Immerse yourself in the East African experience – the culture, people, and environment – for a semester unlike any other.
Houghton’s East Africa semester in Kenya will challenge you – to engage other cultures, experience life in community, explore God’s creation, and enrich your faith.
Gather wild honey alongside Dorobo hunter gatherers, and live with a Kenyan family. Practice your Swahili with merchants and villagers at the market, and volunteer with local youth to teach them about environmental sustainability. Climb dormant volcanoes, witness the grandeur of savannahs lined with elephants and giraffe, and study marine ecology on the Indian Ocean. Stargaze with friends under the vast African sky and worship around the campfire.
In Houghton’s East Africa semester, you won’t just learn anthropology, ecology, and language – you’ll do it.
Reinforce your studies with experiences such as travelling to nearby villages to learn about daily life, study biology and wildlife behavior at national parks, hike through gorges rich with ancient fossils, and more.
These experiences are supplemented by classroom discussion, readings, and guest lectures from local experts in business, development, ecotourism, global relief, missions, and more.
Core courses offered:
- East African Anthropology
- Human Ecology
- Introductory Swahili
- Wildlife Behavior
- Additional courses may include Intercultural Experience, missions topics, and/or independent study options by request
Director, Houghton East Africa & associate professor of intercultural studies, biology, and earth science
- Ph.D., ecology, Colorado State University (2005)
- M.S., University of California – Santa Barbara (2003)
- B.S., biology, Houghton College (2000)
Eli Knapp’s connection with Houghton’s semester in Africa began in 2003, when he worked with the Houghton in Tanzania program for a year before beginning formal doctoral research in Serengeti National Park in northern Tanzania. His area of focus was on the interactions of humans and wildlife living on the western side of the park. In 2009 he returned to Houghton to teach in the intercultural studies and biology departments, as well as co-lead the Houghton in Tanzania semester with mentor and former professor Jon Arensen. Eli subsumed the role as program director in 2014 and has participated in 13 of these life-changing semesters.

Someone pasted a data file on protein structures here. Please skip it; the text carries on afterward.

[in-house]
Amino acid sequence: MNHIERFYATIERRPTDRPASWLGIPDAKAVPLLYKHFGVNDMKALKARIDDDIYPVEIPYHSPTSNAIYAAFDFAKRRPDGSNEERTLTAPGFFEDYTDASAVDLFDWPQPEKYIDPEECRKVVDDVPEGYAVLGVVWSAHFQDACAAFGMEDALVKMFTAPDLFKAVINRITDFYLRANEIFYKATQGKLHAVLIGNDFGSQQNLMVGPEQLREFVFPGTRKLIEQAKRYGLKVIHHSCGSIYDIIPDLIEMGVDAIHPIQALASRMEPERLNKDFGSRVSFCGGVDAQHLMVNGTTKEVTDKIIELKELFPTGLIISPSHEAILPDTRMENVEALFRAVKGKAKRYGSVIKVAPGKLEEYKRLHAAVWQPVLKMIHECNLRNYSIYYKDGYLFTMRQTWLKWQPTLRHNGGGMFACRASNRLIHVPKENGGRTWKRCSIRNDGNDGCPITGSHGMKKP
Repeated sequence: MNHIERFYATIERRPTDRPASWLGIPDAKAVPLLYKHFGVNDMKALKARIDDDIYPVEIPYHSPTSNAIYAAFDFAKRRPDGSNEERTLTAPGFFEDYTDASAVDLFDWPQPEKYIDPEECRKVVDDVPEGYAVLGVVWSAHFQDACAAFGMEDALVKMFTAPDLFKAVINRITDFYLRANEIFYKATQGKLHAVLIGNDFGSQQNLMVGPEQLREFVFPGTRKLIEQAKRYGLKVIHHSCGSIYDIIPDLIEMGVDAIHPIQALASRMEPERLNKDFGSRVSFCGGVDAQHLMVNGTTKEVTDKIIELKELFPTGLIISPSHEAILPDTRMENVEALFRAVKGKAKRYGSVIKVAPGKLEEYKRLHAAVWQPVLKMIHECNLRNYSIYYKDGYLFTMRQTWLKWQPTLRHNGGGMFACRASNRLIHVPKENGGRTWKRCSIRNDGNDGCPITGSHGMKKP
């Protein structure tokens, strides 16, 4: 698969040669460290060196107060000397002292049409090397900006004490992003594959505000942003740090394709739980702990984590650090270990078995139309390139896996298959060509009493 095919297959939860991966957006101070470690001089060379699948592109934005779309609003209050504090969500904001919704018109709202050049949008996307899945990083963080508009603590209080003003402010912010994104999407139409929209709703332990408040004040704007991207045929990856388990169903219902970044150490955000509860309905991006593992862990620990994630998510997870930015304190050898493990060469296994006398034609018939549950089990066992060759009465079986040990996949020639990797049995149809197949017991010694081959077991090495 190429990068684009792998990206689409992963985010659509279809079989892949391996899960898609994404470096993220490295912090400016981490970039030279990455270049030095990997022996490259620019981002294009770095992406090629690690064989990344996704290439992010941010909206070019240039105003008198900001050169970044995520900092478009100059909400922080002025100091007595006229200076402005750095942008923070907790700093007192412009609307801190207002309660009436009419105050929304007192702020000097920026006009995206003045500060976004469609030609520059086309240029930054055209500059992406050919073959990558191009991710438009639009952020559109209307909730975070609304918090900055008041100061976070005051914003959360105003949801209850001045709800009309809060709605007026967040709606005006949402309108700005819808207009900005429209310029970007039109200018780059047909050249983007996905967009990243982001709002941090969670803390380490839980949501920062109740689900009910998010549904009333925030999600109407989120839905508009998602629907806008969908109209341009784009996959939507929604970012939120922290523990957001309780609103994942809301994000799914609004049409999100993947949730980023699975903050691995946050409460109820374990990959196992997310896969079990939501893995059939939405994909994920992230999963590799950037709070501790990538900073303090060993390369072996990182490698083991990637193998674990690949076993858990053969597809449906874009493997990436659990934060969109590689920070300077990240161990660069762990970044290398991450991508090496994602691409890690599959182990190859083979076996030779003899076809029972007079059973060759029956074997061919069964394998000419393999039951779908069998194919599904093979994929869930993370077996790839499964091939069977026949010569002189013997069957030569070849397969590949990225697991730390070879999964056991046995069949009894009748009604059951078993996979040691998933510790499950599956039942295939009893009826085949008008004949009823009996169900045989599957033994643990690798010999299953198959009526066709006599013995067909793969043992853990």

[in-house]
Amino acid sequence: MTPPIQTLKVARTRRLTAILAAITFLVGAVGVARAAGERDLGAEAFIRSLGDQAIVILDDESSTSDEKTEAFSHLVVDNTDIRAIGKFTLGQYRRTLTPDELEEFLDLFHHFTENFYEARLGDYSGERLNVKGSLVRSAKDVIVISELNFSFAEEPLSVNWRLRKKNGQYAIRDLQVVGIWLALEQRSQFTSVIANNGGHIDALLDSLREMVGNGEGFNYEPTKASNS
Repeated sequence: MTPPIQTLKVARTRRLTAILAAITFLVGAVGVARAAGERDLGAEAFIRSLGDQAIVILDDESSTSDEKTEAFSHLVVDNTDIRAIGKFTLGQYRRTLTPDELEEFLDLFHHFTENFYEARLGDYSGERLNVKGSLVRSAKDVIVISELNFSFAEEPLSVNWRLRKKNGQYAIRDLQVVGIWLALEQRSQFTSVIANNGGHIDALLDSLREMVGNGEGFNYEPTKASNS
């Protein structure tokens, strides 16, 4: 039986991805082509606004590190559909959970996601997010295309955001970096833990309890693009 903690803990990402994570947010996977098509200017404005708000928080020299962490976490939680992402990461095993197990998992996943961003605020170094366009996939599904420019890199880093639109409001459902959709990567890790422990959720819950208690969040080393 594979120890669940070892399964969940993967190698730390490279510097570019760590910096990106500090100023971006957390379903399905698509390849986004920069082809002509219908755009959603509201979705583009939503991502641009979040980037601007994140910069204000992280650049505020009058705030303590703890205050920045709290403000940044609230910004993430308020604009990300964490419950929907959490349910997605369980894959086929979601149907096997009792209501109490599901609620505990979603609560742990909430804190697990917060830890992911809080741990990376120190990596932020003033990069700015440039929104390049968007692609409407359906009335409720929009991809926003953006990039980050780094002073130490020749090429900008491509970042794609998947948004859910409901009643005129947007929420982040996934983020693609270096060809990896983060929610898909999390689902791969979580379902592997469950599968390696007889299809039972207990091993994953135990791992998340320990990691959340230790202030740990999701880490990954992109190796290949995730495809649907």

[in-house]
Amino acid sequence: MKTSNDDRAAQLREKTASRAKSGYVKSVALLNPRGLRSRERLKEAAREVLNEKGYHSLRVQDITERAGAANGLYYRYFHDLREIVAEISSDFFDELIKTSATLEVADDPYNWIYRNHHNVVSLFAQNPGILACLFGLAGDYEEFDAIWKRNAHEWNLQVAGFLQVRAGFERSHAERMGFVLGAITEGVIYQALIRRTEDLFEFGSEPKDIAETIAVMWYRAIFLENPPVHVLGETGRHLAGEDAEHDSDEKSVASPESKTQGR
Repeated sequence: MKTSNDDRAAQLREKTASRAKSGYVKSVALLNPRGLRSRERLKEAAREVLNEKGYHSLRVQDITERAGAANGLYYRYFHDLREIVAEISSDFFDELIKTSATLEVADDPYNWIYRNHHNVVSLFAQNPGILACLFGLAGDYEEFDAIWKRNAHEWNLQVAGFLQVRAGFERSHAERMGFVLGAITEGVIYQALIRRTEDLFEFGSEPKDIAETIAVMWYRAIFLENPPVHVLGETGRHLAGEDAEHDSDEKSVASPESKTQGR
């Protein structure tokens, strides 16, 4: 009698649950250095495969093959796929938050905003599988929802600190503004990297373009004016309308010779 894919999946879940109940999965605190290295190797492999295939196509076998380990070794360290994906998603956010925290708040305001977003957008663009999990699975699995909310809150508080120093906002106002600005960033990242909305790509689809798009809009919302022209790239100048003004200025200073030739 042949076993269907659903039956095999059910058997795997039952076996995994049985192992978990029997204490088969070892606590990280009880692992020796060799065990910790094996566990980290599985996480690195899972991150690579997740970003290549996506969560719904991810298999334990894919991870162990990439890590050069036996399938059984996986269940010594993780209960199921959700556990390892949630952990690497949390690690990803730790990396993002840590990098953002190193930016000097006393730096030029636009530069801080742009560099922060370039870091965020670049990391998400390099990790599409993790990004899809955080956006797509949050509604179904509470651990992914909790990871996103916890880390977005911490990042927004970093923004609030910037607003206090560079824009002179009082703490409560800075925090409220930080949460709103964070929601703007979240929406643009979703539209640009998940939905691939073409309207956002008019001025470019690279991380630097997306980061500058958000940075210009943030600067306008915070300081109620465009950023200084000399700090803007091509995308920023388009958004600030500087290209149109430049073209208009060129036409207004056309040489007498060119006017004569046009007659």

He teaches Wildlife Behavior in East Africa, Human Ecology, Swahili, and oversees the Intercultural Experience class during the semester. At Houghton’s main campus in New York, he teaches Introduction to Global Issues, Geology, Conservation Biology, and more. In his free time, he loves to hike in the woods, play basketball, read, go birding, paint, and build Legos with his three children, Ezra, Indigo and Willow.
Adjunct professor and bookkeeper
- M.S., cultural anthropology, Colorado State University (2010)
- B.A., intercultural studies/Bible, Houghton College (2001)
Linda Knapp began as an adjunct professor of anthropology at Houghton in 2013, and teaches the East African Anthropology course during the East Africa semester. She also stays busy caring for the three children she shares with Eli, while also working behind the scenes on logistics and finances for the East Africa program. In her spare time, she enjoys hanging out with friends, gardening, painting, reading, making jewelry, and taking walks.
Nestled in Kenya’s Great Rift Valley and located along the gently meandering Melawa River, the Melawa campus maintains a remote feel while remaining only 20 minutes from the quaint town of Naivasha and two hours from bustling Nairobi.
Attend classes in an open-air building along the river, join professors for meals prepared by Kenyan cooks, and visit Naivasha weekly to navigate local markets, discover unique gifts made by local artisans, and sip a latte at the “Buffalo Mall.”
Take a road trip with the East Africa semester group every 10-14 days on outings that range from one-day excursions to week-long homestays. Visits include:
- Aberdares Mountains
- Arocha Environmental Learning Center at Watamu, Indian Ocean
- Crescent Island at Lake Naivasha
- Dorobo camping trip to live amongst hunter-gatherers
- Hell’s Gate National Park
- Lake Baringo
- Maasai Mara National Reserve
- Mt. Logonot
- Narkuru National Park
- Ragati Conservancy on Mt. Kenya
So what does your ‘typical’ day in Kenya look like?
7:00 a.m. – Take a short jog, dive into devotionals, or take a quick shower.
8:00 – Loiter over breakfast while chatting with friends in the golden light under an acacia tree.
9:00 – Gather for class session I.
10:45 – Break for chai, featuring a homemade baked good and tea or coffee, as well as time to chat or play a little volleyball.
11:15 – Reconvene for class session II.
12:15 – Time for Swahili class!
1:00 – Break for lunch, followed by free time for the afternoon. Study, read assignments, go hiking, play board games, take a nap, talk to a local Kenyan, and more.
4:30 – For those wanting some athletic competition, students and faculty/staff play soccer, ultimate Frisbee, volleyball, or spikeball.
6:30 – Reconvene for supper.
8:00 – Engage in scheduled events at least twice a week, such as a Sunday night worship service at professor’s home, a mid-week campfire, movie night, or a time of listening to a guest speaker.
10:00 – Head to bed. Students regularly comment on how much easier it is to sleep well and go to bed earlier during their semester in Africa, as we rise and sleep more in accordance with the rhythms of nature.